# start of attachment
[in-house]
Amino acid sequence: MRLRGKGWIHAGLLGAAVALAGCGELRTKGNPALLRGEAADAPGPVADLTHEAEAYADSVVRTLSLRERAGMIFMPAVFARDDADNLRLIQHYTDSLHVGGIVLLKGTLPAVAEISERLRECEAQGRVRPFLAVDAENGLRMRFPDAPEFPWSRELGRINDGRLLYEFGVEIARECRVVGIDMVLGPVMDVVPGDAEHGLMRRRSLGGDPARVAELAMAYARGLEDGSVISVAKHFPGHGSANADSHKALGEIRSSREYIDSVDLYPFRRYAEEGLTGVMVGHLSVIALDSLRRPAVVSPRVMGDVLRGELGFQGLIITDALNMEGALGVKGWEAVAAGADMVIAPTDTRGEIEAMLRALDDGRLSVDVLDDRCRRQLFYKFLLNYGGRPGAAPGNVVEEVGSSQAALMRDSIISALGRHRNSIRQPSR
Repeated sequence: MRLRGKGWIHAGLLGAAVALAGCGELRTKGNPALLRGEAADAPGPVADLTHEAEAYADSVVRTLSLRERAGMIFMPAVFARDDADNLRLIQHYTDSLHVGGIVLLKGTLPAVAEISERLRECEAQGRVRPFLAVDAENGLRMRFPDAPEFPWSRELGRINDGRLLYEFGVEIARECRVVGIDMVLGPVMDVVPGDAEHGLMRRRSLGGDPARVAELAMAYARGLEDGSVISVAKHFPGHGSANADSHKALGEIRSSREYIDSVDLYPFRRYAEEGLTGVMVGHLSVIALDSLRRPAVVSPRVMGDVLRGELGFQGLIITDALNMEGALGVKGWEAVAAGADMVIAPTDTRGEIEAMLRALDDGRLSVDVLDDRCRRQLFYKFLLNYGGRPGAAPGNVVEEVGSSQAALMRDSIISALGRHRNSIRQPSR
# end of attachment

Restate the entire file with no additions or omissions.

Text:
[in-house]
Amino acid sequence: MRLRGKGWIHAGLLGAAVALAGCGELRTKGNPALLRGEAADAPGPVADLTHEAEAYADSVVRTLSLRERAGMIFMPAVFARDDADNLRLIQHYTDSLHVGGIVLLKGTLPAVAEISERLRECEAQGRVRPFLAVDAENGLRMRFPDAPEFPWSRELGRINDGRLLYEFGVEIARECRVVGIDMVLGPVMDVVPGDAEHGLMRRRSLGGDPARVAELAMAYARGLEDGSVISVAKHFPGHGSANADSHKALGEIRSSREYIDSVDLYPFRRYAEEGLTGVMVGHLSVIALDSLRRPAVVSPRVMGDVLRGELGFQGLIITDALNMEGALGVKGWEAVAAGADMVIAPTDTRGEIEAMLRALDDGRLSVDVLDDRCRRQLFYKFLLNYGGRPGAAPGNVVEEVGSSQAALMRDSIISALGRHRNSIRQPSR
Repeated sequence: MRLRGKGWIHAGLLGAAVALAGCGELRTKGNPALLRGEAADAPGPVADLTHEAEAYADSVVRTLSLRERAGMIFMPAVFARDDADNLRLIQHYTDSLHVGGIVLLKGTLPAVAEISERLRECEAQGRVRPFLAVDAENGLRMRFPDAPEFPWSRELGRINDGRLLYEFGVEIARECRVVGIDMVLGPVMDVVPGDAEHGLMRRRSLGGDPARVAELAMAYARGLEDGSVISVAKHFPGHGSANADSHKALGEIRSSREYIDSVDLYPFRRYAEEGLTGVMVGHLSVIALDSLRRPAVVSPRVMGDVLRGELGFQGLIITDALNMEGALGVKGWEAVAAGADMVIAPTDTRGEIEAMLRALDDGRLSVDVLDDRCRRQLFYKFLLNYGGRPGAAPGNVVEEVGSSQAALMRDSIISALGRHRNSIRQPSR